Beth Egan, associate professor of advertising in the Newhouse School, was quoted in the CNY Central story “Syracuse University to rename the Carrier Dome – what name would fans choose?” Egan, who specializes in strategic communications and advertising, discussed why…
Harvey Teres named SU’s Judaic Studies director
Harvey Teres named SU’s Judaic Studies directorJune 01, 2009Rob Enslinrmenslin@syr.edu
Harvey Teres, associate professor of English at Syracuse University, has been named director of The College of Arts and Sciences‘ Judaic Studies Program, effective July 1. The appointment was announced this week by Arts and Sciences Dean George M. Langford. Teres is an expert in Jewish-American literature and literary anthropology, as well as 20th-century American literature and culture.
Teres succeeds Ken Frieden, who has directed the Judaic Studies Program since 1995 and holds the B.G. Rudolph Chair in Judaic Studies. Frieden will remain a full professor of religion, English and languages, literatures, and linguistics.
“It is a great honor to lead the Judaic Studies Program,” says Teres. “I will build on the foundation laid by my friend and predecessor, Ken Frieden, and will seek opportunities that bring distinction to the program and to the college.”
As director, Teres will oversee the program’s course offerings and budget; organize public events, including the B.G. Rudolph Lecture; and enhance the presence of Jewish history, culture and religion on campus. His ultimate goal is to raise the program’s scholarly and intellectual profile. “I want to include more core-faculty courses that, in turn, attract more students,” he says. “I also want to engage donors from across the country, so we have resources to become a distinctive program with a national reputation.”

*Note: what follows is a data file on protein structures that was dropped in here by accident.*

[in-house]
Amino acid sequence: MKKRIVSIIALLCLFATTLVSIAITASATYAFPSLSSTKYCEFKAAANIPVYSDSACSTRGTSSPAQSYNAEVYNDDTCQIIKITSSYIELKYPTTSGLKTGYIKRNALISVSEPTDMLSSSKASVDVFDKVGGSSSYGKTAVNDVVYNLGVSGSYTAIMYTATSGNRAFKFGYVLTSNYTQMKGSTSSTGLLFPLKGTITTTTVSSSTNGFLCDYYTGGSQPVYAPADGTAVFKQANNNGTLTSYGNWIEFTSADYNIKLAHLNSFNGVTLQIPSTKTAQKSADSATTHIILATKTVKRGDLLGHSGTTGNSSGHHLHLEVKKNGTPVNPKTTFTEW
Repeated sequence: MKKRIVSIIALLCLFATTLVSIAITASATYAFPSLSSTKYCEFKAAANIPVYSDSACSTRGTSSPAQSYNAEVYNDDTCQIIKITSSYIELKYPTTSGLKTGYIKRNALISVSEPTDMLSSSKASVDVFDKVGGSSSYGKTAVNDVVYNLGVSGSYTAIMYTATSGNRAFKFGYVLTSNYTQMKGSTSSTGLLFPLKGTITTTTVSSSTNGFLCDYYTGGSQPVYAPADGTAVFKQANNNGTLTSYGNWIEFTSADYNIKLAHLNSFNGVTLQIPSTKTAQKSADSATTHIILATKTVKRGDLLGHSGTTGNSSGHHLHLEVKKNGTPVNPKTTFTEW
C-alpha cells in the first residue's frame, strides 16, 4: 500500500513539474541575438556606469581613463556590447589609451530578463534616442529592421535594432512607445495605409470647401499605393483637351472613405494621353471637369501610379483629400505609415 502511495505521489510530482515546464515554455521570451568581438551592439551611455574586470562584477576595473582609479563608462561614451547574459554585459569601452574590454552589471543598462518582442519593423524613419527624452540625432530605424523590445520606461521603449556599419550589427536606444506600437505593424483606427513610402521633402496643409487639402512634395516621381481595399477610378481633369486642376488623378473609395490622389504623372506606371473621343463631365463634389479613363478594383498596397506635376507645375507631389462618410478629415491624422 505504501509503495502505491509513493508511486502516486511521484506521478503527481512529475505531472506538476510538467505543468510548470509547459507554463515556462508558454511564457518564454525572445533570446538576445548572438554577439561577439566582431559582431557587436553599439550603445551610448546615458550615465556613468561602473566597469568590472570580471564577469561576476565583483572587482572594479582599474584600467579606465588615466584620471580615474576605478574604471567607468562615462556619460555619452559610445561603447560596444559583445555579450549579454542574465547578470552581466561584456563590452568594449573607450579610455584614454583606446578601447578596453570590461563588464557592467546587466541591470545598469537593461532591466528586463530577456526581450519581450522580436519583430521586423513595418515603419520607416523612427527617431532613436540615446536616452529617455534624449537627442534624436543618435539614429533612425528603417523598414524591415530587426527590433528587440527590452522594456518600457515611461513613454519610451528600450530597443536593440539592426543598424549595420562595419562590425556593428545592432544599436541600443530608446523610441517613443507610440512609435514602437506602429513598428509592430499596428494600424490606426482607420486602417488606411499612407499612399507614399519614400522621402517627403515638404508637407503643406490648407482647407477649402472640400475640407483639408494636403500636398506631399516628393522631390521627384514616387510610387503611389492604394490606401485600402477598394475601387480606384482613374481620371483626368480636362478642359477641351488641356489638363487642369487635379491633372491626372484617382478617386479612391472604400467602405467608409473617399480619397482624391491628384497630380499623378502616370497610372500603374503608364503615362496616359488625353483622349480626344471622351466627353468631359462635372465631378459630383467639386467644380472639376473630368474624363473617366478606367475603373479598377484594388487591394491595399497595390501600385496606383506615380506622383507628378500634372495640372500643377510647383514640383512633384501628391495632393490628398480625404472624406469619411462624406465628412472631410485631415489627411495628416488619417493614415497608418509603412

Teres admits that such repositioning, while potentially long and arduous, begins with building bridges with students, with Hillel at SU and with the surrounding Jewish community. “Expanding Judaic studies will be a challenge, given the current economic climate,” he says. “I want to go forward with as much support and solidarity that we can muster.”
Teres is no stranger to university-community partnerships. In his more than two decades of university service-seven years at Princeton University, 16 at SU-he has served on more than 30 major committees. Most recently, Teres was a member of the University Senate’s Academic Affairs Committee, through which he helped usher in the new University tenure policy, encouraging publicly engaged scholarship. Teres has chaired the college’s Humanities Council and the Imagining America National Conference Organizing Committee, as well as served on SU’s Faculty Senate and the college’s dean’s search committee.
“To be right for a Jewish person, a job must be stressful, necessitate argumentative meetings, have ironclad deadlines that are never met, and involve tiers of people who contradict each other’s instructions,” jokes Teres, invoking the words of fellow Jewish author Molly Katz. “But seriously, I look forward to my new responsibilities.”
A recent Fulbright Scholar, Teres is the author of “Renewing the Left: Politics, Imagination, and the New York Intellectuals” (Oxford University Press, 1996) and of two forthcoming books, “The Word on the Street: Linking the Academy and the Common Reader” (University of Michigan Press) and “American Beauty: Dialogues on Aesthetics With Americans” (in process). Teres has published numerous essays and articles, as well as delivered dozens of scholarly papers, lectures and media presentations around the world, including one on the Holocaust and Jewish-American fiction in Krakow, Poland, in 2001. A longtime resident of Central New York, he earned a bachelor’s degree at Cornell University and master’s and doctoral degrees at the University of Chicago.
“I am thrilled that Harvey Teres has agreed to lead the Judaic Studies Program,” says Langford. “He is a highly regarded scholar, teacher and administrator whose professionalism embodies our vision of scholarly excellence.”
The Judaic Studies Program at SU exposes students to Jewish and Israeli history, culture and traditions. In addition to a minor degree, the program offers a variety of courses leading to further education or to careers in social work, education and communal service. More information is available at http://thecollege.syr.edu.